Researchers at Texas A&M-Corpus Christi could play a leading role in shaping the future use of unmanned aircraft.
The school has been designated by the FAA as a testing site--with the research to focus largely on seeing whether or not the pilotless vehicles can fly safely with the other air traffic that fills the sky.
"These vehicles are going to be so used in various kinds of research activities and monitoring activities of environmental situations and so forth" said School President and CEO Dr. Falvius Killebrew--noting the school's location along the Gulf is the perfect spot for such research to take place.
"And in the role it (the school) is already playing with unmanned aerial systems, it was just a natural for us to take a leadership role on this" Killebrew said.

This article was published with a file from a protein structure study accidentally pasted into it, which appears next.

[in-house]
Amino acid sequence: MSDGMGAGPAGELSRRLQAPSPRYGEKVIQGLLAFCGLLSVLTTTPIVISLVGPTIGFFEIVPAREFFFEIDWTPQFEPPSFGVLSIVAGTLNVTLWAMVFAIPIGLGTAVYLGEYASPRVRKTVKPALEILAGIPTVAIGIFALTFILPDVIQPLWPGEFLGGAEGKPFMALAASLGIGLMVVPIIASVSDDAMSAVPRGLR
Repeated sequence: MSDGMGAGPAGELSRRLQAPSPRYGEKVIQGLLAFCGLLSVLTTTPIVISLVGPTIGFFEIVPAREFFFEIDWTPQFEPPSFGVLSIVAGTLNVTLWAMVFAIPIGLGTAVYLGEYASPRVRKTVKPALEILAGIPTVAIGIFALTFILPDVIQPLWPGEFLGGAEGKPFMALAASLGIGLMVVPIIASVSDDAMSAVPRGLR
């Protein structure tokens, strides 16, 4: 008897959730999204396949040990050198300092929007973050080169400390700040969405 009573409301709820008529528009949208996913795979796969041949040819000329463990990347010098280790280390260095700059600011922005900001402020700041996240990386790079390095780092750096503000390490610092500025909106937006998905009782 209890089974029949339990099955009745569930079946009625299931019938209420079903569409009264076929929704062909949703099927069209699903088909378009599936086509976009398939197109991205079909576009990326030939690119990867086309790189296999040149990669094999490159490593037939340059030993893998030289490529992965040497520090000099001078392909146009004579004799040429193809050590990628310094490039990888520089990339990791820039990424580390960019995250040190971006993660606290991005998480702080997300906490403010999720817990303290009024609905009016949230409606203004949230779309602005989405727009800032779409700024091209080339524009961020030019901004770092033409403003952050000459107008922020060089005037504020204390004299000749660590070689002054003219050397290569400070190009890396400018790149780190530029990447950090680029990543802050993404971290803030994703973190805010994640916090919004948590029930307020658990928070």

The school's Dr. David Bridges--said the work is already well underway.
"We are in the process of setting up a command and control center--so they are going to monitor all of the UAS activity at all of our different test ranges at that one place" Bridges said.
A study released back in the spring said the state stands to see an $8 billion economic impact from the industry over the next decade.